By Stephen C. Rose
ON ASKING FOR GRACE AND GETTING IT
Matthew 7:7-11 >
Ask and it shall be given to you, seek and you shall find, knock and it shall be opened to you. For everyone who asks receives, and those that seek find. And to anyone who knocks, the door shall be opened. Who, when their children ask for bread, give stones? Or if they ask for a fish, give a snake? If you, being evil, know how to give good things to your children, how much more will your Father in heaven give to those who ask him?
Luke 11:5-13 >
After teaching them the Lord’s prayer, Jesus said to his disciples, “Suppose you go to a friend at midnight and ask to borrow three loaves of bread, because company has just come and you have no food in the house? Suppose your friend tells you he cannot do it, his children are sleeping and there is just no way he can lend you the bread. Well I say he may not get up for friendship’s sake, but if you press him hard
enough he will get up and give you as much as you need. So I say ask and it will be given to you, seek and you will find, knock and it will be opened to you. For everyone who asks receives and all who seek find and to those who knock the door opens.
“Now if a son asks bread from any fathers among you, will you give him a stone? If he asks for a fish, will you give him a snake? If you then, being evil, know how to give good gifts to your children, how much more will your heavenly Father give the Holy Spirit to those who ask?
WHAT IS THIS?
A familiar teaching. It has almost become a bit of philosophy that refers to our everyday life. But it is clear from the texts that Jesus is speaking of the utter necessity of turning to God, not on the basis of friendship (though that exists) but because of deep need. Luke makes it clear that this gift is the same force or energy that envelops Jesus at baptism and protects him in the desert: the Holy Spirit. Again, we see Jesus as a grace-bearer. Not by their goodness will the disciples be rewarded, but by their turning, believing, their asking, seeking and knocking. Seeking access to the source — to God alone.
WHAT DOES THIS SAY ABOUT JESUS?
It says he is aware that God has reason to judge all of us. He knows we are enmeshed in the very evil from which we are taught to pray for deliverance. It is not outside us, but inside as well. The only gift that can cleanse us and make us happy in the sense of the Beatitudes, is the Holy Spirit. And only God can give it. It says Jesus is laying out what is close to a law — that from now on God will listen to a plea for the cleansing by fire which the Spirit brings. But we must ask.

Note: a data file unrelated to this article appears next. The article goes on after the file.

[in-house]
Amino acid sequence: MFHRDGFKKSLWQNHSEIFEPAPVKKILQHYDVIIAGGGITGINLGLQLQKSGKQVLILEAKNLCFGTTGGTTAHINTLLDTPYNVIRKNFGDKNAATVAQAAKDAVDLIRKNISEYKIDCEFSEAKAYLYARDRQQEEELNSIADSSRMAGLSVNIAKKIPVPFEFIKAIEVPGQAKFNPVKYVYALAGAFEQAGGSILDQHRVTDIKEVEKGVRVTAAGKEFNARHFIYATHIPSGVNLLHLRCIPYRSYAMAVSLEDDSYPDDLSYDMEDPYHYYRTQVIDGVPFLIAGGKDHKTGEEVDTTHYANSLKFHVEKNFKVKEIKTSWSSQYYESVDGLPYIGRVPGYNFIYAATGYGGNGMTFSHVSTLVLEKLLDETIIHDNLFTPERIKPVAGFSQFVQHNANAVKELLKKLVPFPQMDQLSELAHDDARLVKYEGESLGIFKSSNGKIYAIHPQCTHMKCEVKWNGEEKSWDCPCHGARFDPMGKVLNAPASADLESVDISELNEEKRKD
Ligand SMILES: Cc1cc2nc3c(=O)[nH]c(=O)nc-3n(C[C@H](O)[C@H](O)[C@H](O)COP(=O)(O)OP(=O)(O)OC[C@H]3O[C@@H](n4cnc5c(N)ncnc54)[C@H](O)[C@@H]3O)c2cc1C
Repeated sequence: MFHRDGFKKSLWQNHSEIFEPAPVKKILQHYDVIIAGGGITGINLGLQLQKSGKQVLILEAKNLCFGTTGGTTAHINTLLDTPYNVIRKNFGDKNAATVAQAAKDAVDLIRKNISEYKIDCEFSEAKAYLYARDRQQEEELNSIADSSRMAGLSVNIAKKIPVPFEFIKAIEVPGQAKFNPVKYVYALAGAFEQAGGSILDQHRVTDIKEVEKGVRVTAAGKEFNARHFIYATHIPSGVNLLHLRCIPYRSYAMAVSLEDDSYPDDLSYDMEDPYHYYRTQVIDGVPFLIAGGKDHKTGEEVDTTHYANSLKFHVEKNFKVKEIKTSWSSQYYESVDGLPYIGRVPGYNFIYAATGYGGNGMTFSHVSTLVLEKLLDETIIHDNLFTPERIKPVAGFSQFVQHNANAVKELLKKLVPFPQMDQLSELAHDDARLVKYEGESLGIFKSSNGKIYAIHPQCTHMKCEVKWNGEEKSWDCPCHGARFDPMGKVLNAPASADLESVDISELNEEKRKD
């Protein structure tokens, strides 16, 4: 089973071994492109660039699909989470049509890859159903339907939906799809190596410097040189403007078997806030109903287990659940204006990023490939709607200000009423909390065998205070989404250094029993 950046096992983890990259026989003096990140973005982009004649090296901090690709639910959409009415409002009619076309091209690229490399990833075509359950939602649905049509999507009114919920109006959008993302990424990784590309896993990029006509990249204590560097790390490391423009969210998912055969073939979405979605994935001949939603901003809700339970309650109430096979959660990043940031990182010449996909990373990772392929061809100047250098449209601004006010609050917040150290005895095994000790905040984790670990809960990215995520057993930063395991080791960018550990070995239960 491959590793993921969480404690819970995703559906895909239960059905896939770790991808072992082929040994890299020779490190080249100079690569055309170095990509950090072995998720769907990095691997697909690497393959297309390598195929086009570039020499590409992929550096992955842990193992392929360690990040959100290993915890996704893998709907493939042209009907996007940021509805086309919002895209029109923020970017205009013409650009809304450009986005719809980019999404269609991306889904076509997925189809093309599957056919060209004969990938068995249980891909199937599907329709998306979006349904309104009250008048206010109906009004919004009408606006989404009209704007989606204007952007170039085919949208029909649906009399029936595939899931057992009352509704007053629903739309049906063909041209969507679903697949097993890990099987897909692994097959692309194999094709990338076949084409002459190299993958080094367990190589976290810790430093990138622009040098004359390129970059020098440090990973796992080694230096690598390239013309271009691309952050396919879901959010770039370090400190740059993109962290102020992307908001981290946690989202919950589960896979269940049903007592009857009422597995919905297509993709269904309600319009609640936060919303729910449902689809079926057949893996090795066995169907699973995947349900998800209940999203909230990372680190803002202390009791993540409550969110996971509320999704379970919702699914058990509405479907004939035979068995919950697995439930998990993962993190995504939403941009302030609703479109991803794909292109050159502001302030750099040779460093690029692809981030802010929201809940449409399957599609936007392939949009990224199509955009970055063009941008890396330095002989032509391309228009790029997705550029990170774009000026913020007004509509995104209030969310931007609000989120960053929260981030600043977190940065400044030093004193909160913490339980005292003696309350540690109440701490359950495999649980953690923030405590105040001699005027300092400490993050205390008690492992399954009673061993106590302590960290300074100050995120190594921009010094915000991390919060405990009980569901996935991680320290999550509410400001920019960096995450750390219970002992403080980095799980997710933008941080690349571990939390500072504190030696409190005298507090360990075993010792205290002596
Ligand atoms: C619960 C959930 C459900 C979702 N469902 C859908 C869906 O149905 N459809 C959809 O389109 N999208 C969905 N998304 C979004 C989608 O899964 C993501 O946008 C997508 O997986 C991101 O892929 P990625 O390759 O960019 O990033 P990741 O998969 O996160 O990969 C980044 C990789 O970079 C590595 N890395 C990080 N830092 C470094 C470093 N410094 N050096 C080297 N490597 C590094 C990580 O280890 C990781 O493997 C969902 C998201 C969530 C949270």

HOW TO … ACCORDING TO JESUS?
Turn to God for the basics — always, even when you feel sunk in evil, self-pity, guilt, remorse. Know that God does not give to one because of friendship and withold from another because of non-friendship. The giving is based on the turning, the asking, the seeking, the knocking. That is the key, not anything else you do or don’t do.
There has been a strand of understanding that suggests that prosperity and salvation are synonymous. Is this so in the light of the Beatitudes and the subsequent teachings that Matthew and Luke (and sometimes Mark) record?
A N U N C O M M O N L E C T I O N A R Y
Wednesday, February 22, 1995 MAKE OF OUR LIVES THE OFFERING YOU SEEK
[Make of our lives the offering you seek DO Ti La So Fa Mi Re Do]
EZEKIEL 43:21 You shall take the bullock also of the sin offering, and he shall burn it in the appointed place of the house, outside the sanctuary.
MARK 7:21 For from within, out of your hearts, proceed evil thoughts, adulteries, fornications, murders.
2 CORINTHIANS 9:8 And God is able to make all grace abound toward you; so you, always having all sufficiency in all things, may abound in every good work.
Seed Thoughts: Is this Paul, the apostle of justification, speaking? Certainly. To the wayward Corinthians he includes sufficiency in good works as the fruit of the abundant grace he wishes for the people. And I promise that I am not stacking texts. We simply have another catalogue from the mouth of the one Abba asked us to listen to: To previous utterances we must now add murders and evil thoughts, recalling
at least one point when Jesus links those two transgressions. To turn to Ezekiel is to be forced to ask the question: What does the seeming absence of sacrifice in the form of the slaying of four-footed creatures in the work of Jesus say about its presence in the ritual worship of not only the Israelites but any other sects which happen to share a sense that animal sacrifice is efficacious. Why murder a beast to get right with Abba? And even if one could show that there was some sacred motive to all this bloodshed, is it worth
it to cast the ministry of Jesus to us in these terms, turning it possibly from one thing into another? I do not pose answers at this point. Only the hint of one: I believe that there is a great rift in understanding between people who see “us” as unique and the animal-vegetable-mineral world as essentially a stage and equipment that, like the body, is a passing thing; and those who in the name of eco-awareness and even New Age understanding posit a continuum. No dualism has any ultimate place in the world-view of those who follow the author of the statement that a house divided cannot stand. So even the distinction just posed is not absolute — merely a way of phrasing a query. All part of an effort to come to terms with … everything.
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